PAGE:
Organised by UNICEF (the UN Children’s Fund), the high-level meeting looked into experts’ data on three specific areas — effective social protection systems, preventing violence against children, promoting universal healthcare — and recommendations for future action. Strengthening South-South cooperation was also on the agenda.
“Investments in children, particularly in the earliest years, yield dividends that not only realise human rights but also slay today’s giants of inequality, deprivation and economic stagnation.”
Michael Samson, Economic Policy Research Institute, South Africa
The Asia-Pacific region is home to more than one billion children, comprising nearly half of the world’s population below 18 years old. This represents an “incredible pool of human capital…upon whom we are all counting to help shape a better, more sustainable future,” notes UNICEF deputy executive director Omar Abdi.
Michael Samson, research director at the non-profit Economic Policy Research Institute based in Cape Town, South Africa and lead author of a research paper calling for “investments” in the development of children’s cognitive skills which was presented during the opening day, argues that “today the most prominent source of economic growth lies in cognitive capital”.
“Investments in children, particularly in the earliest years, yield dividends that not only realise human rights but also slay today’s giants of inequality, deprivation and economic stagnation,” Samson says. “These investments help pave the way to an economic prosperity characterised by the achievement of human potential.”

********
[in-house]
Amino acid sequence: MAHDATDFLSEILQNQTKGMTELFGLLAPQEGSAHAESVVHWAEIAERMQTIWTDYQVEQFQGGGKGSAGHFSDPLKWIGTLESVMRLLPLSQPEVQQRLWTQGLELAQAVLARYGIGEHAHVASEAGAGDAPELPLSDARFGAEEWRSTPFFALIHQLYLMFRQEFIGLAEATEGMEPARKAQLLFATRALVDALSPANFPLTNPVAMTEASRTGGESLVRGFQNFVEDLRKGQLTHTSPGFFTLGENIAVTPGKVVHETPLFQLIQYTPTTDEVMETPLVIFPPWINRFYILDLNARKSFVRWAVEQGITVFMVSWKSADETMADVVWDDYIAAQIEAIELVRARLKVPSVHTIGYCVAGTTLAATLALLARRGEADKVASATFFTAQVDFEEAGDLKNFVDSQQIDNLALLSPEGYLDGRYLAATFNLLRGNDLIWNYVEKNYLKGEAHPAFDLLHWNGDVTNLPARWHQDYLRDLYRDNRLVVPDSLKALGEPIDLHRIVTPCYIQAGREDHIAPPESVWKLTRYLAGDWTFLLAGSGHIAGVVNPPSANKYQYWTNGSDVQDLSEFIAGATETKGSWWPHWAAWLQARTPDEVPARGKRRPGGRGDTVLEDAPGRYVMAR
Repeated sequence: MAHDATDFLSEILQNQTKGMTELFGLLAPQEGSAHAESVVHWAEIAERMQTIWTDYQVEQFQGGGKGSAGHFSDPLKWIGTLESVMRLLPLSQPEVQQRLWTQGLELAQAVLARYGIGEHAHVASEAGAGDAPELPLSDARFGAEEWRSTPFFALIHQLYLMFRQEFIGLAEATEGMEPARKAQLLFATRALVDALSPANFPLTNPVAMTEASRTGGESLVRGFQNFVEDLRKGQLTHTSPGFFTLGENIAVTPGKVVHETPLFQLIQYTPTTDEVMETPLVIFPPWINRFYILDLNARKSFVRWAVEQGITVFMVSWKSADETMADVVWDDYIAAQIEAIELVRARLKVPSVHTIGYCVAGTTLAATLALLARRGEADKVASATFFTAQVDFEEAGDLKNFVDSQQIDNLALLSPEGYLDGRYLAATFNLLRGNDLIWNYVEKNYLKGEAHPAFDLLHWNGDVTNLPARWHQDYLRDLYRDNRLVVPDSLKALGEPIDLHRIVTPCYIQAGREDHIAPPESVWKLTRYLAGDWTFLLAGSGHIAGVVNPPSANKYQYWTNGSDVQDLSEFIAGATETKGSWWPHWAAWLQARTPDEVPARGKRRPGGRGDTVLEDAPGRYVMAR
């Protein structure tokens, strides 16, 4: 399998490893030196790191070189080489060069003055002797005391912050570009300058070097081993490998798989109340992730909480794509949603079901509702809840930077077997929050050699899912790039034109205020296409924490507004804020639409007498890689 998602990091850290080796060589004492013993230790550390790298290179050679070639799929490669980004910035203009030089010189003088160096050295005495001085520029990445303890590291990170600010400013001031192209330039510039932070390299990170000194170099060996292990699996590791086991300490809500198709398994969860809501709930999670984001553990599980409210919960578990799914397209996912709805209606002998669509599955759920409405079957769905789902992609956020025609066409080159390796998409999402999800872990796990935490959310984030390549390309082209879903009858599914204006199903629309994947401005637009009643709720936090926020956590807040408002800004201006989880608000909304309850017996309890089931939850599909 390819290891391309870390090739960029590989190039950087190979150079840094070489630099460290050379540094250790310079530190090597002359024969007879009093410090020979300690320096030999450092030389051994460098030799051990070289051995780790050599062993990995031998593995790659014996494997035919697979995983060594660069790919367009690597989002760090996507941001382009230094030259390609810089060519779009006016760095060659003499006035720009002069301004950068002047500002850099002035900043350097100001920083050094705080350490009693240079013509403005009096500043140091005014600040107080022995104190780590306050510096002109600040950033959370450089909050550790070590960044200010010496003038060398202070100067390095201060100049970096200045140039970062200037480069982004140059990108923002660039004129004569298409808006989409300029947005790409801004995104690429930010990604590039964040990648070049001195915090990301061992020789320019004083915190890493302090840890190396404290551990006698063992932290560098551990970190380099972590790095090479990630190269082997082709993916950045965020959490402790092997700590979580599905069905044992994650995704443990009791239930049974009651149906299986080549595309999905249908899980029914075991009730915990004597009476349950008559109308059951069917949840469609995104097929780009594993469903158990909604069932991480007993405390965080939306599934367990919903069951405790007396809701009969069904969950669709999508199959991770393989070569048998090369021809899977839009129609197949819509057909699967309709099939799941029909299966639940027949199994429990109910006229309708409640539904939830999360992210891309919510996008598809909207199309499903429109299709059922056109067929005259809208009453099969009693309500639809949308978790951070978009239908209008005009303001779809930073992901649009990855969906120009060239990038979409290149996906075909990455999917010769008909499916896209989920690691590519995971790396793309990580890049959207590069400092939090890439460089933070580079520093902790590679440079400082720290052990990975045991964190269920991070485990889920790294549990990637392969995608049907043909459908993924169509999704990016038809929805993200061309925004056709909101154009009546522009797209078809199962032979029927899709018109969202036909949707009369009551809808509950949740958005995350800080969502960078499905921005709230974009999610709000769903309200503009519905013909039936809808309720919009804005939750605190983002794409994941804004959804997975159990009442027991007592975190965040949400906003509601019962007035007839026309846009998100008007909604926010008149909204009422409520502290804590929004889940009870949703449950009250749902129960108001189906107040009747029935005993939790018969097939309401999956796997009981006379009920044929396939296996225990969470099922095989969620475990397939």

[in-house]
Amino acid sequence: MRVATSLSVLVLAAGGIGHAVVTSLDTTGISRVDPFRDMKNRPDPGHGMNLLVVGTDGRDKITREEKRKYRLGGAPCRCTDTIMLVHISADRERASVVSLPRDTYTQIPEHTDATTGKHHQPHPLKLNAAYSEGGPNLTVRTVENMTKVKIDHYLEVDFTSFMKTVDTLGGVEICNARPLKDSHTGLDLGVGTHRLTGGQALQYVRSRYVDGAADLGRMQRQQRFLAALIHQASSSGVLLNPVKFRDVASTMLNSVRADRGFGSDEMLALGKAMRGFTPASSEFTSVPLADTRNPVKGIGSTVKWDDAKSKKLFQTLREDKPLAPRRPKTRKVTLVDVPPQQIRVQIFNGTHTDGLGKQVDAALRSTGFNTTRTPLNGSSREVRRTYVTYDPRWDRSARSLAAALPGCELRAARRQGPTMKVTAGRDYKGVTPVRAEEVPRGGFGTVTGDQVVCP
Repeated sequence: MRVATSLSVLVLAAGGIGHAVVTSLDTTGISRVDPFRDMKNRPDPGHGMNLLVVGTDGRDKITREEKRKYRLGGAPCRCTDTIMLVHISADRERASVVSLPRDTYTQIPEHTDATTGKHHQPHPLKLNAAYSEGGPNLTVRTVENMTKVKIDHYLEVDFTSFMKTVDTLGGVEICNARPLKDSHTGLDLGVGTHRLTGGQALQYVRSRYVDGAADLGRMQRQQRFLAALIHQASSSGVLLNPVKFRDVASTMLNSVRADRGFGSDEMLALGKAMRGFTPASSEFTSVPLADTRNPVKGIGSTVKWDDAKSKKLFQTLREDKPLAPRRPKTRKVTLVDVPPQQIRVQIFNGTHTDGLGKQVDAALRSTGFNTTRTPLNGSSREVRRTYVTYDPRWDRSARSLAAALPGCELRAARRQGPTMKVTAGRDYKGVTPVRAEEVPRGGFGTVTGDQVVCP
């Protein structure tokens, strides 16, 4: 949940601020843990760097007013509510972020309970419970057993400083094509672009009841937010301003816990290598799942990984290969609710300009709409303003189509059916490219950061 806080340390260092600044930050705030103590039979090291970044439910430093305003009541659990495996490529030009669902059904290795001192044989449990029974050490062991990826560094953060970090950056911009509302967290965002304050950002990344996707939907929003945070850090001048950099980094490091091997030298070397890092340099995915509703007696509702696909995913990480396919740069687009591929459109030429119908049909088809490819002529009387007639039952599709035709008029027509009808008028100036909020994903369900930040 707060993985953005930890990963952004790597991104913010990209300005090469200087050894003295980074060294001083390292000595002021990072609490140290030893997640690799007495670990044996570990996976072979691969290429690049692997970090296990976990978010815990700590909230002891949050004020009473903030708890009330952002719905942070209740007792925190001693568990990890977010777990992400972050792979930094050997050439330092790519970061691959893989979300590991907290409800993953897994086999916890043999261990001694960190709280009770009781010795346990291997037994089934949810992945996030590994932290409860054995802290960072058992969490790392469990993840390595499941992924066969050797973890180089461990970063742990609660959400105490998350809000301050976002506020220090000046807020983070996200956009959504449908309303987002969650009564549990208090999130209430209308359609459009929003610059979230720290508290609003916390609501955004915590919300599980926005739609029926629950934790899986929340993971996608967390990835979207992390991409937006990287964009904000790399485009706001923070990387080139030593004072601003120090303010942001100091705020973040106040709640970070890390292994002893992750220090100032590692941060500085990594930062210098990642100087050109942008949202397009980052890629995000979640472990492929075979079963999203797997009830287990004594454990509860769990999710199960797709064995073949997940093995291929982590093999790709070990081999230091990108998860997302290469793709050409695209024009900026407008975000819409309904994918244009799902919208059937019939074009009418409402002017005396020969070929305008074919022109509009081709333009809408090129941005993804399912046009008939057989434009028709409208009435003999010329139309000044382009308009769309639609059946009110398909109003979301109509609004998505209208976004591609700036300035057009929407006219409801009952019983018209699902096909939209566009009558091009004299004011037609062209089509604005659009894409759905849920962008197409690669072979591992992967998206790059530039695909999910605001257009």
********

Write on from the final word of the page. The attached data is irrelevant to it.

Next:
In the Asia-Pacific region, Samson warns, rising inequality and inadequate investments in child-centred social protection threaten the economic growth that has enabled progress in tackling extreme poverty over the past several decades.
UNICEF regional advisor for economic and social policy Gaspar Fajth, a co-author of the paper on cognitive capital, points out that “child-related targets represent some of the most effective interventions” to promote the UN Sustainable Development Goals (SDGs). “Indeed several SDGs directly relate to children, starting from the very first goal, Ending Poverty,” Fajth tells SciDev.Net.
Pointing to one area where public spending on social protection can benefit wide segments of populations in the Asia-Pacific, Fajth says that many countries in the region have given priority to strengthening the pension system, by introducing social pensions for older people who contribute to economic progress outside formal employment.
“Considering that many elderly households, especially in rural areas, support — often also raise — their grandchildren (because the parents move to work in urban centres) having a pension system that works for all is important,” Fajth says. “It can also be beneficial for the ‘cognitive capital’ of young generations.” Cognitive capital, Fajth says, is “the most important asset” nations have because the brain develops primarily in early childhood. “If this is true, then it is difficult to see why, for example, a universal cash transfer system for every child up to age five years or later, plus maternity leave benefits, parental leave opportunities for all mothers and fathers is seen at times as a luxury that only high income countries can afford.”
“More family income, better child care support mean less poverty, better nutrition, greater stability, less stress at home, less time-poverty for parents and less adult-attention poverty among children as their brain develops,” argues Fajth. “Such an investment is a win-win for all and could easily be accompanied by health and nutrition-promotion measures.”
This piece was produced by SciDev.Net’s South-East Asia & Pacific desk